On the Eve
On the Eve
Translated from the Russian by Constance Garnett. With an introduction by Edward Garnett.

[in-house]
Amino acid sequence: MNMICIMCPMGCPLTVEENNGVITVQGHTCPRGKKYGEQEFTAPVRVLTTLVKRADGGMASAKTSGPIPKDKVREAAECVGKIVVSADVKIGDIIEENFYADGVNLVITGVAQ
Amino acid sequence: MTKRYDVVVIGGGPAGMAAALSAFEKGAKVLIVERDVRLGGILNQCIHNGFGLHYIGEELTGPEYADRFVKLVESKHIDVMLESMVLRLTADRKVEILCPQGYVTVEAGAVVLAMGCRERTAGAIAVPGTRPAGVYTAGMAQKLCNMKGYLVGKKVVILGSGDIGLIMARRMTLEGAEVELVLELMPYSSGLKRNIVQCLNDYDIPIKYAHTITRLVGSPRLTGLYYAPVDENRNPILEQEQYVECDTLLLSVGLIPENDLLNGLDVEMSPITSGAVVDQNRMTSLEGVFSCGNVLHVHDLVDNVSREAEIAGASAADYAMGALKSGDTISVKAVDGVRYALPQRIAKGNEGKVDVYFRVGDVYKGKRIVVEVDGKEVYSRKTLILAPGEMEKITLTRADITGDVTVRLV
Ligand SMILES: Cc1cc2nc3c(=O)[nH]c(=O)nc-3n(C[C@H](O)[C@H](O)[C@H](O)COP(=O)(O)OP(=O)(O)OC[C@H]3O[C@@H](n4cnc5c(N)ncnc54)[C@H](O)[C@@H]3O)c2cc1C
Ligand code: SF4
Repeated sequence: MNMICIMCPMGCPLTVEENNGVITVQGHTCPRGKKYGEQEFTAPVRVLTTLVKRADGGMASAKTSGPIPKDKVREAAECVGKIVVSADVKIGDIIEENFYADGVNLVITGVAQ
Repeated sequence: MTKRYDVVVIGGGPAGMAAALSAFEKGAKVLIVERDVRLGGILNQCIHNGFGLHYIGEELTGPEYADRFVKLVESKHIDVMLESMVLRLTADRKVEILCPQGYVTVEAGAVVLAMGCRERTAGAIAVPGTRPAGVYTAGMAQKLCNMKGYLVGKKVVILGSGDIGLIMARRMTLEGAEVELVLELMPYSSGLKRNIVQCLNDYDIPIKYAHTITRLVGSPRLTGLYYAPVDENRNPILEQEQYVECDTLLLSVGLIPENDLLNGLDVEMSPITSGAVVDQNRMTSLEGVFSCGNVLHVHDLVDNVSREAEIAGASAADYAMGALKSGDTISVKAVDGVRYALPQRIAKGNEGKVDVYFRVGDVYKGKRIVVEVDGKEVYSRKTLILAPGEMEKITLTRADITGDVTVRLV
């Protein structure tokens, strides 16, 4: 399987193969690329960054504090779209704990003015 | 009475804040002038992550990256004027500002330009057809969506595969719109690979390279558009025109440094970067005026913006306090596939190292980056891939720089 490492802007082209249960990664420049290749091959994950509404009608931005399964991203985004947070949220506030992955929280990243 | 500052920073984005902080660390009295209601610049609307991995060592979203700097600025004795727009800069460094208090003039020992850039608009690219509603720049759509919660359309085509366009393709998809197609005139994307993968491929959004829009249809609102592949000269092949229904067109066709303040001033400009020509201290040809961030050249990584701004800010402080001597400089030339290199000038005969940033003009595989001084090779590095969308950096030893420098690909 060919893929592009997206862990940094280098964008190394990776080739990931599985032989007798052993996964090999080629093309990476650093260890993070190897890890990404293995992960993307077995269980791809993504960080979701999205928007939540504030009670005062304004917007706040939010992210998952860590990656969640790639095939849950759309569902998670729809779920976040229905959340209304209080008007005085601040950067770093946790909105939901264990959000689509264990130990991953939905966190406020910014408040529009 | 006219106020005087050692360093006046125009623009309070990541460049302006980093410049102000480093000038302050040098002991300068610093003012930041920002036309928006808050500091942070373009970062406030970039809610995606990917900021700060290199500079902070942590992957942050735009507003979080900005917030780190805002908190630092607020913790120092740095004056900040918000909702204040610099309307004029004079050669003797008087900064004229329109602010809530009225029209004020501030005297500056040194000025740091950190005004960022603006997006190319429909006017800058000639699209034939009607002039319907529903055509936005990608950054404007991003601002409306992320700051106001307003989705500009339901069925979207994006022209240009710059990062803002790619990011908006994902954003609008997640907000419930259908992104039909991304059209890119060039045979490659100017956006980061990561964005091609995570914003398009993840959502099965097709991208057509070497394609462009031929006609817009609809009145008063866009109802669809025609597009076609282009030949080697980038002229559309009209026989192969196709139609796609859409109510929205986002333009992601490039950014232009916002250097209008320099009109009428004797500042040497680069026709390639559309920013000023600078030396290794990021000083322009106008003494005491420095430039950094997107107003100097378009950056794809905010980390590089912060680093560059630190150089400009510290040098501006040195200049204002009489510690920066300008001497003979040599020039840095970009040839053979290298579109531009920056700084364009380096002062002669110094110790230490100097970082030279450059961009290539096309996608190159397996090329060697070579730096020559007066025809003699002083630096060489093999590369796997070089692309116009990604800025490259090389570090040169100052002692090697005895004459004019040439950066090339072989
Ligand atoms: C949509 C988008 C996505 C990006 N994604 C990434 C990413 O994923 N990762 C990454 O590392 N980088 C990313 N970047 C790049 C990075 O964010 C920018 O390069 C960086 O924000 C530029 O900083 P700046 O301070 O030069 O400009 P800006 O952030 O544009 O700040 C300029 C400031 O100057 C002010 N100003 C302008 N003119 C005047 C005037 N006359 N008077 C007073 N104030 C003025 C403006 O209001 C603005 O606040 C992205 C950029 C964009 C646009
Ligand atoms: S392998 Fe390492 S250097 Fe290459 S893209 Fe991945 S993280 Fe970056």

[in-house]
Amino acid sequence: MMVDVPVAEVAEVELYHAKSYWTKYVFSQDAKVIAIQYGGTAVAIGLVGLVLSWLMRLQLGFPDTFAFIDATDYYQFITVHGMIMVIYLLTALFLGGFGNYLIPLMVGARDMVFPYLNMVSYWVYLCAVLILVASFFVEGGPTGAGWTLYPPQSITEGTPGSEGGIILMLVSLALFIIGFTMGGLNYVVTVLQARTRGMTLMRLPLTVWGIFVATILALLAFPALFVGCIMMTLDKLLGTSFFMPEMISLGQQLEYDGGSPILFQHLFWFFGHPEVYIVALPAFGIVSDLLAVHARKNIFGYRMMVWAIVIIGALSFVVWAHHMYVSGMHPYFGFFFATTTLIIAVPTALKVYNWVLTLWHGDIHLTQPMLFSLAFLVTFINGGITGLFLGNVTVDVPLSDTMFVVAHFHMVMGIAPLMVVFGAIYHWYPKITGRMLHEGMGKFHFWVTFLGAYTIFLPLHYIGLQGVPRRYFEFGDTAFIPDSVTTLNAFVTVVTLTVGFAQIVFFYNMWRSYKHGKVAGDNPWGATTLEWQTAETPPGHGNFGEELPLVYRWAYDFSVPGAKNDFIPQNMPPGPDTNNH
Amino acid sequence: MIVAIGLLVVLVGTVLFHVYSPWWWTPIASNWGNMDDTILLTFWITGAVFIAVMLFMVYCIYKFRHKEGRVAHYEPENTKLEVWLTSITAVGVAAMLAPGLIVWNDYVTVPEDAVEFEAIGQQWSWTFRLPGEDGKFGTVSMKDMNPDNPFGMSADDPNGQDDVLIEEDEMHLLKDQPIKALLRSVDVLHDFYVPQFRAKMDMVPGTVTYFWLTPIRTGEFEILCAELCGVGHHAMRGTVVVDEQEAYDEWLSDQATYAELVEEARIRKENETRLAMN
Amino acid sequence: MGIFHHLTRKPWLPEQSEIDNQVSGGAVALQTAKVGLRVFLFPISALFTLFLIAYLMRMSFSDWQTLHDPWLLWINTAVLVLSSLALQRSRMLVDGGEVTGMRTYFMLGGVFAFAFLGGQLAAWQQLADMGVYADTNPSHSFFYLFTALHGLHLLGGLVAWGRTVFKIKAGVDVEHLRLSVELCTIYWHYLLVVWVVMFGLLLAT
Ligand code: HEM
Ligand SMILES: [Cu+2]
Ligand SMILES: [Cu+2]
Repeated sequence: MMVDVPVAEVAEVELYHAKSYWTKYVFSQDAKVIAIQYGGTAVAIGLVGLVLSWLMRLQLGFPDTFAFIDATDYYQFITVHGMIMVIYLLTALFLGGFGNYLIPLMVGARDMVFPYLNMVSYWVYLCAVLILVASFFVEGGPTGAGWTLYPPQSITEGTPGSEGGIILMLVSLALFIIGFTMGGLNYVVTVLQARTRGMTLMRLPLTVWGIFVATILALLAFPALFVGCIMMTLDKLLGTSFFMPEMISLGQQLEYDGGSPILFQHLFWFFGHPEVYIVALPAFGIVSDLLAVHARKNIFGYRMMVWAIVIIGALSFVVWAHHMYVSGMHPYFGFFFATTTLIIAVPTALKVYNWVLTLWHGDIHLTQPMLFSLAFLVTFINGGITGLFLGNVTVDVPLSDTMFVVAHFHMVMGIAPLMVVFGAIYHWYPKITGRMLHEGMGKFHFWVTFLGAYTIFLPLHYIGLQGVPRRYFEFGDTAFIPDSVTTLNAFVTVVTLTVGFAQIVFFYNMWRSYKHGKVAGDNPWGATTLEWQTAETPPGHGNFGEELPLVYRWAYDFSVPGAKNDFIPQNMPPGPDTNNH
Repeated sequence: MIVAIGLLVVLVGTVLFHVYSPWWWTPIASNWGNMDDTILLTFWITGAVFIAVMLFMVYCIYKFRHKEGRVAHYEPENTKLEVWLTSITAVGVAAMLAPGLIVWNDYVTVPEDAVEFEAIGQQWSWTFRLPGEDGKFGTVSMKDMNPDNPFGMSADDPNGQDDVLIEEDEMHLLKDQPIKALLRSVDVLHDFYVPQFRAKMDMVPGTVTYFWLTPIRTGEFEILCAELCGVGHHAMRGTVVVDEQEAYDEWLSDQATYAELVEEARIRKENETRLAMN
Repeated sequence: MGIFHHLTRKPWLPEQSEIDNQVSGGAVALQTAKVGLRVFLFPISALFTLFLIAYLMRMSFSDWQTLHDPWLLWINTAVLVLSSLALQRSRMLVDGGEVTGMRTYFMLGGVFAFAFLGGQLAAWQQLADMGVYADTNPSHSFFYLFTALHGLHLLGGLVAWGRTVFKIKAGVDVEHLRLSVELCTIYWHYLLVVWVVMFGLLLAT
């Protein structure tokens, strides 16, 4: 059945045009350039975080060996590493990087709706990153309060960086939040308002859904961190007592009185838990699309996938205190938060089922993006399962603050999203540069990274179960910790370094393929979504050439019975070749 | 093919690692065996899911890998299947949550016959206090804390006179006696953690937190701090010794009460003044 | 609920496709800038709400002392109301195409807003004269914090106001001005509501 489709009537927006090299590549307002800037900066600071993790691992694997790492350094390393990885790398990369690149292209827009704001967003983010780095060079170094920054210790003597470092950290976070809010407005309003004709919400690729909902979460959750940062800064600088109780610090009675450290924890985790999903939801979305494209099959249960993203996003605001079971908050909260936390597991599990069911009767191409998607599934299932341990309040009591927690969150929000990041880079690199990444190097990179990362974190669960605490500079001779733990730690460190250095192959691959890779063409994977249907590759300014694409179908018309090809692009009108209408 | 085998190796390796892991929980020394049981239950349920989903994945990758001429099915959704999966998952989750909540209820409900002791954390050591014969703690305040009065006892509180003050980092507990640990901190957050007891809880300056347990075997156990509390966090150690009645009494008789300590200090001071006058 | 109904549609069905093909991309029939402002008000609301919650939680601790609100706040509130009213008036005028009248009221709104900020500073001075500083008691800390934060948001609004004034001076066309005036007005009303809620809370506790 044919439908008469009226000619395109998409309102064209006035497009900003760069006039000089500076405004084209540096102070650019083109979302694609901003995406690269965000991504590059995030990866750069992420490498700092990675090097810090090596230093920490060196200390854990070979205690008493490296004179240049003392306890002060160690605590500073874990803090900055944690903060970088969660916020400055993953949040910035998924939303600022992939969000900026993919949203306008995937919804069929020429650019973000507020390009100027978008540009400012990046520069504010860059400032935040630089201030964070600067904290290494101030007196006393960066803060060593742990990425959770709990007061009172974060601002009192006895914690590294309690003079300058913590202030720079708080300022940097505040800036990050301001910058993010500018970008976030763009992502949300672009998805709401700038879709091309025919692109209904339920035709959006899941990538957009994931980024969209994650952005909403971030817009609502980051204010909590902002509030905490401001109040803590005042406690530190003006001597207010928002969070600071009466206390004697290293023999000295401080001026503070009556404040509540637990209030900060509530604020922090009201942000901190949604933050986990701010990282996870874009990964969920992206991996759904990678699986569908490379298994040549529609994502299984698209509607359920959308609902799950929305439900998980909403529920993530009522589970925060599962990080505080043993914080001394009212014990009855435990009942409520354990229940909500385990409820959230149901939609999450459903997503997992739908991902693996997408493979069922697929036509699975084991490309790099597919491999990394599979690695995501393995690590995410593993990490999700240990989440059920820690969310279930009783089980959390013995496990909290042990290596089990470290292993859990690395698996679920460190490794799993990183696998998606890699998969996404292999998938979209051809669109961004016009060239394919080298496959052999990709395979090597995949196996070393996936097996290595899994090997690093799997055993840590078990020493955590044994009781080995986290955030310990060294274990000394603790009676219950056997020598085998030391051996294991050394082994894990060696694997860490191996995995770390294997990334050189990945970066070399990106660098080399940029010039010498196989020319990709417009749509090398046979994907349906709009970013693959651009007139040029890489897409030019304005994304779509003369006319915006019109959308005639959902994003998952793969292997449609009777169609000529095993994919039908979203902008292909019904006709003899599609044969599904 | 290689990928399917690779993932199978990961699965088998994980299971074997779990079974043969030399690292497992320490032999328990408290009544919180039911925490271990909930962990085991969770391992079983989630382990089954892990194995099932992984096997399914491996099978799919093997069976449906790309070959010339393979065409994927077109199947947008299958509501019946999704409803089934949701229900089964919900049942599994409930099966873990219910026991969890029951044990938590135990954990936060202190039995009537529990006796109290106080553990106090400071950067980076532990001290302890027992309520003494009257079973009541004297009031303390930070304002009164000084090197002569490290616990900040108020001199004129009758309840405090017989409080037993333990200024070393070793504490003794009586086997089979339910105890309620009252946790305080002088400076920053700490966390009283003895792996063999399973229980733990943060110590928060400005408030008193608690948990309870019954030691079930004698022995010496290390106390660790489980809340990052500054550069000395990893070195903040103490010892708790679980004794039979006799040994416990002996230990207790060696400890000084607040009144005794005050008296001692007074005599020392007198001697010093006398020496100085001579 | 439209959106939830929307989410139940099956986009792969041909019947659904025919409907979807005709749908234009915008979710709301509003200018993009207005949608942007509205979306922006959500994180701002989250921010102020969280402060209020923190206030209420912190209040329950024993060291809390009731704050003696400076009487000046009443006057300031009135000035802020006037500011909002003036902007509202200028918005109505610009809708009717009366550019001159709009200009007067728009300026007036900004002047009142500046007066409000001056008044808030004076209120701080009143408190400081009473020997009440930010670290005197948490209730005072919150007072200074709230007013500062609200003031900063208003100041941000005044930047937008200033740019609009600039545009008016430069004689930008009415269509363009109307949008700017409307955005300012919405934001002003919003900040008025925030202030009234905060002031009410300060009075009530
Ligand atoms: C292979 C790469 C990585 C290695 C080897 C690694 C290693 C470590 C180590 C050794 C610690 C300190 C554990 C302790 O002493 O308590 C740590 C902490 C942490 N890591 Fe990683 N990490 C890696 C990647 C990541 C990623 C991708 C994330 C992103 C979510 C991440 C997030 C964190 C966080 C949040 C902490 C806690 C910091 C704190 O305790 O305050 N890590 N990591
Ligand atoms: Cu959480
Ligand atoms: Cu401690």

lying on the grass. One, who looked about twenty-three, tall and swarthy, with a sharp and rather crooked nose, a high forehead, and a restrained smile on his wide mouth, was lying on his back and gazing meditatively into the distance, his small grey eyes half closed. The other was lying on his chest, his curly, fair head propped on his two hands; he, too, was looking away into the distance. He was three years older than his companion, but seemed much younger. His moustache was only just growing, and his chin was covered with a light curly down. There was something childishly pretty, something attractively delicate, in the small features of his fresh round face, in his soft brown eyes, lovely pouting lips, and little white hands. Everything about him was suggestive of the happy light-heartedness of perfect health and youth--the carelessness, conceit, self-indulgence, and charm of youth. He used his eyes, and smiled and leaned his head as boys do who know that people look at them admiringly. He wore a loose w